- What happens if a user resizes the diagram? In this scenario we would need a mechanism that sets the currently calculated auto-size of the diagram (before the resize) as a fixed size to all model objects that use a diagram reference size and have the page size set as reference. Then it has to set the new diagram size at the diagram. This is error prone, as you might forget objects. Also, comparing the current reference size with the page size is also not very elegant.
- Drop the feature of diagram-related font sizes. Use only the page as reference size. This would simplify things but would break the feature of getting smaller fonts when you resize the diagram inside a chart document. I currently prefer this solution for different reasons.
- First, we only have one concept: a reference page size, not reference sizes that refer to different objects.
- Second, we always know the page size, as it is equal to the visual area size of the model. Apart from that an auto-page size wouldn't make much sense. So, we solve this problem.
- Third, the down-side of doing this is, that resizing the diagram would not scale the fonts at axes, (axis titles?) and data points. But on the other hand, a chart document should layout the chart in a nice way, so that a user should not have the need to resize the diagram. If a user still wants to change the diagram size, he can change the font sizes manually. I think this is a valid compromise, as I think this does not happen too often. Also, for small diagram size changes a non-scaling font doesn't matter too much.
- It simply does not make sense to set a reference size that is not found at the correspodning object (the diagram) in the model, but can only be obtained by a view. If you replaced your view implementation or you changed the auto-calculation of the view, you will get different results, so it is not reliable.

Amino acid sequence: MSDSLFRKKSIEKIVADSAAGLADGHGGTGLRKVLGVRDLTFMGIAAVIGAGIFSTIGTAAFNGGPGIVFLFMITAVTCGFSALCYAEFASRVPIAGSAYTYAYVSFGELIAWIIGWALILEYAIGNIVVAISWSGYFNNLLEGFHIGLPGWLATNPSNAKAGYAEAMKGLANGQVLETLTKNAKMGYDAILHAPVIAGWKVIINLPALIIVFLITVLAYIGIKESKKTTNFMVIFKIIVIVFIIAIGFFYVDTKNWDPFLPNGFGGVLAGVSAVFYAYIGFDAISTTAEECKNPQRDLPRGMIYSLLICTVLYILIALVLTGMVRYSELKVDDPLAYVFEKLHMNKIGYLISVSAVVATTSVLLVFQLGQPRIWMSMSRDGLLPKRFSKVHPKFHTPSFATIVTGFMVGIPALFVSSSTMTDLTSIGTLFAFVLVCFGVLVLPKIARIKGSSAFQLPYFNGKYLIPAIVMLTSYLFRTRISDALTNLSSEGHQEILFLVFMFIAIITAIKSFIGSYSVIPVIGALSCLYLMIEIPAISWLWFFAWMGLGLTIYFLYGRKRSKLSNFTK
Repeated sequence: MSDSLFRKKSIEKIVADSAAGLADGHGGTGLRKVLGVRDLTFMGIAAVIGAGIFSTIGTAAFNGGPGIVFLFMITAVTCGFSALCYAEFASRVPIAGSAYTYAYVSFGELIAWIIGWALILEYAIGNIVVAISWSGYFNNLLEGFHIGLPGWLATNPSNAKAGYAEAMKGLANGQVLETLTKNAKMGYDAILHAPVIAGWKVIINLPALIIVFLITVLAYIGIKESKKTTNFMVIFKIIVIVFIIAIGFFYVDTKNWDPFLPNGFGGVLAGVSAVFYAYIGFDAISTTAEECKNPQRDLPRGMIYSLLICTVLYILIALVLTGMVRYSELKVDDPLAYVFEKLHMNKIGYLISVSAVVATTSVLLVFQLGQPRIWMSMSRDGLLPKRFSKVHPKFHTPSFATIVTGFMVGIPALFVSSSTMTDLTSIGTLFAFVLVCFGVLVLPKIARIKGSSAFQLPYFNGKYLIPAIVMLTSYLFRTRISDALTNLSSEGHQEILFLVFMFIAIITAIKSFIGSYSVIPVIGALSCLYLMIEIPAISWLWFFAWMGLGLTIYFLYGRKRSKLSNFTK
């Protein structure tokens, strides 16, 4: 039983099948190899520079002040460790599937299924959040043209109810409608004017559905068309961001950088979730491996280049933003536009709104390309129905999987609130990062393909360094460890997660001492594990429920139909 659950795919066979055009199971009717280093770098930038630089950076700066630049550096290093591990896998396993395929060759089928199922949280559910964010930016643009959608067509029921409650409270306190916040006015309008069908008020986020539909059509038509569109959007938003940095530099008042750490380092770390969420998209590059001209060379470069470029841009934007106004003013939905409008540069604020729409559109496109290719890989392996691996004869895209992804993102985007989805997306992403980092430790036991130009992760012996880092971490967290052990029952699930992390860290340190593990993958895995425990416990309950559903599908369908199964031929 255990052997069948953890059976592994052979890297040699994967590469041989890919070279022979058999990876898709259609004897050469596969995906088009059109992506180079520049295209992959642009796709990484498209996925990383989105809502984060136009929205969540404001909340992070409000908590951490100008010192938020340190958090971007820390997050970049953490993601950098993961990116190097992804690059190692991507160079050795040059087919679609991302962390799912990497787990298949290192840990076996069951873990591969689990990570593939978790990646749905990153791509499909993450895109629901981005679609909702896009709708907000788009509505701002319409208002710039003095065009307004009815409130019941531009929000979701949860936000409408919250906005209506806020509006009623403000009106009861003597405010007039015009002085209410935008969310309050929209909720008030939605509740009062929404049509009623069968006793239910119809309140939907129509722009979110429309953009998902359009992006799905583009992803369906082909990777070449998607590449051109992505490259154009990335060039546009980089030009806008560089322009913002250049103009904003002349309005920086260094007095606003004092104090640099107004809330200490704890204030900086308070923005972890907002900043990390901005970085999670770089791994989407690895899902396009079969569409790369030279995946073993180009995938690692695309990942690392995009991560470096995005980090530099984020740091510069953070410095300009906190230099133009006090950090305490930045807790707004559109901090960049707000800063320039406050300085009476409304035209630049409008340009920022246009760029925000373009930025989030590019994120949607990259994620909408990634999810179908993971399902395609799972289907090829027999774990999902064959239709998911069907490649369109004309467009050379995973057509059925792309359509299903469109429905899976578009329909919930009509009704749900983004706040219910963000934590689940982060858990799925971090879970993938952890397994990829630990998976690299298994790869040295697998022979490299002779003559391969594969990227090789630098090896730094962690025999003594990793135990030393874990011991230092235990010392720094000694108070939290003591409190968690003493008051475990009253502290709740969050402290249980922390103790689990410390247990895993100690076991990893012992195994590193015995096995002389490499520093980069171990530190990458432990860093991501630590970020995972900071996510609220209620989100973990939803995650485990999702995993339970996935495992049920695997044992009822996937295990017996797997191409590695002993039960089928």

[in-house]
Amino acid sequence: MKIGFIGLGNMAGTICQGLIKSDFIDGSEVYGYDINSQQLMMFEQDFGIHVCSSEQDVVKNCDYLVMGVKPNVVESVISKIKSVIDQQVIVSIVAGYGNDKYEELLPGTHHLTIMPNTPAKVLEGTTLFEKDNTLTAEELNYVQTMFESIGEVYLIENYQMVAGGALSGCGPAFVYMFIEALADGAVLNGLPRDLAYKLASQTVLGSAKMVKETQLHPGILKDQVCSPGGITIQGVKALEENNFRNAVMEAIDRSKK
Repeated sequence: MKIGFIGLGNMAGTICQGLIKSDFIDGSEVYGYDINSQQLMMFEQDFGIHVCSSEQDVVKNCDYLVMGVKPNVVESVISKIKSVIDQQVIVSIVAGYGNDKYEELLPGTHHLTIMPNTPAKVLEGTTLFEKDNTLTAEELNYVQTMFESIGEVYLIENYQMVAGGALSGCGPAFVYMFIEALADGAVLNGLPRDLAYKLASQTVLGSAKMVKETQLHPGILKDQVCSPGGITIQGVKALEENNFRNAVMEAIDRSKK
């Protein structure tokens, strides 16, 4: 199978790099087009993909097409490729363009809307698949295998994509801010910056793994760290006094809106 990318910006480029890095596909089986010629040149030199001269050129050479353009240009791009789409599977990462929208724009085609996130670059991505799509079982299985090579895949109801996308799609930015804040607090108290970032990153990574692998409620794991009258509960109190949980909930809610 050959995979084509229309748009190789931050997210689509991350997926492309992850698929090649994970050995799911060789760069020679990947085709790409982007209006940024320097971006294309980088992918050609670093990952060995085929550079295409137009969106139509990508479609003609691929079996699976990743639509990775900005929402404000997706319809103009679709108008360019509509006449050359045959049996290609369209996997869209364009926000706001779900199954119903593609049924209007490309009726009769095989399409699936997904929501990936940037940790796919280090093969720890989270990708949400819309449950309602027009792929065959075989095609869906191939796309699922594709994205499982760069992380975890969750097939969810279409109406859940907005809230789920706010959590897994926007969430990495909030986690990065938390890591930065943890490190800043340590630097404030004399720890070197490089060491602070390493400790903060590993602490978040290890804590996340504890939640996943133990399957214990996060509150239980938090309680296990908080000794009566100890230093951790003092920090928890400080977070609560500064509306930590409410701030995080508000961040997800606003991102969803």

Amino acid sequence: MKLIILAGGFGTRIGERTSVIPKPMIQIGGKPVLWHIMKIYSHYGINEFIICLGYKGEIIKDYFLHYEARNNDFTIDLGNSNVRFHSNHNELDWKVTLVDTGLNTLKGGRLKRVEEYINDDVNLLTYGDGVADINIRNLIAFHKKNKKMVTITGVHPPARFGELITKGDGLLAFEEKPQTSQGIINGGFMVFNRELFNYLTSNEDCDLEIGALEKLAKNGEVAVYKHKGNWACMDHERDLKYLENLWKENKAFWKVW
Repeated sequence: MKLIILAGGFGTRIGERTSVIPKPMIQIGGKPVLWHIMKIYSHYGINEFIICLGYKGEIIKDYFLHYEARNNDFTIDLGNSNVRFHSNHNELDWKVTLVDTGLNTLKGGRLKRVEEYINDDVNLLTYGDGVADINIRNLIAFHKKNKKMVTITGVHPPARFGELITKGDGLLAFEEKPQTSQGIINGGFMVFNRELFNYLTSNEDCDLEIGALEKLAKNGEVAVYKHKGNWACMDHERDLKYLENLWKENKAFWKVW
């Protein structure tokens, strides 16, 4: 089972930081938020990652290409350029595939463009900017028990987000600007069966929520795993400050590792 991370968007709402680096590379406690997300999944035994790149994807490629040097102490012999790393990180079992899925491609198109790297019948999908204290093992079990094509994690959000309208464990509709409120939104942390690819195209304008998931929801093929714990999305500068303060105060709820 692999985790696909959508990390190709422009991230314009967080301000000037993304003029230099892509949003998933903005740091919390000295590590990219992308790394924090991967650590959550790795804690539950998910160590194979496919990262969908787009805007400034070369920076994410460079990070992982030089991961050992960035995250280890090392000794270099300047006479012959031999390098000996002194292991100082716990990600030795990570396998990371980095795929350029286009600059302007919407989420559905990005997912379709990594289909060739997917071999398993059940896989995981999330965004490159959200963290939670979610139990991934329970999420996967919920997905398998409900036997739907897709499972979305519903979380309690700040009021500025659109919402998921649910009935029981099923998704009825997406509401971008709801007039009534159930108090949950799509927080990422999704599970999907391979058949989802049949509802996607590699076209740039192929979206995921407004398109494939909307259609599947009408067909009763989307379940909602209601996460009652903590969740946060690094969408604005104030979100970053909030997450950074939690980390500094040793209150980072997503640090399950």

- On resize change the model.
- Setting re-scaled fonts is a bad idea as the old chart showed. You get rounding errors with sometimes drastic results.
- It would be ok for OLE objects, as they are modified anyway (the visual area size)
- If we would introduce a stand-alone chart some day, we would have to change the behaviour similar to draw or writer: The chart has a fixed page size and resizes of the window only change the visual area of the document. However, this conflicts with the use of the visual area as page size in the OLE scenario, where we definitely want to have the page size equal to the visual area size.
- Therefore, this is seems like a bad idea.
- Do not allow an empty diagram size if there are objects with DiagramReferenceSizes.
- This is also no good idea, as the diagram would need knowledge about all objects with diagram reference sizes, to behave accordingly on setting the size.
- When we want auto-resize as default, this would also mean the default would be to have a concrete diagram size, which is not reasonable.
So, summarizing, dropping the feature of fonts scaling with the diagram seems the most appropriate thing to do. Of course we will lose a feature and have to decide if it is ok for users to no longer have this. As I said, I think resizing the diagram to something very much smaller than the one you get with auto-calculation is not a very common or typical scenario.
(article by Bm@openoffice.org)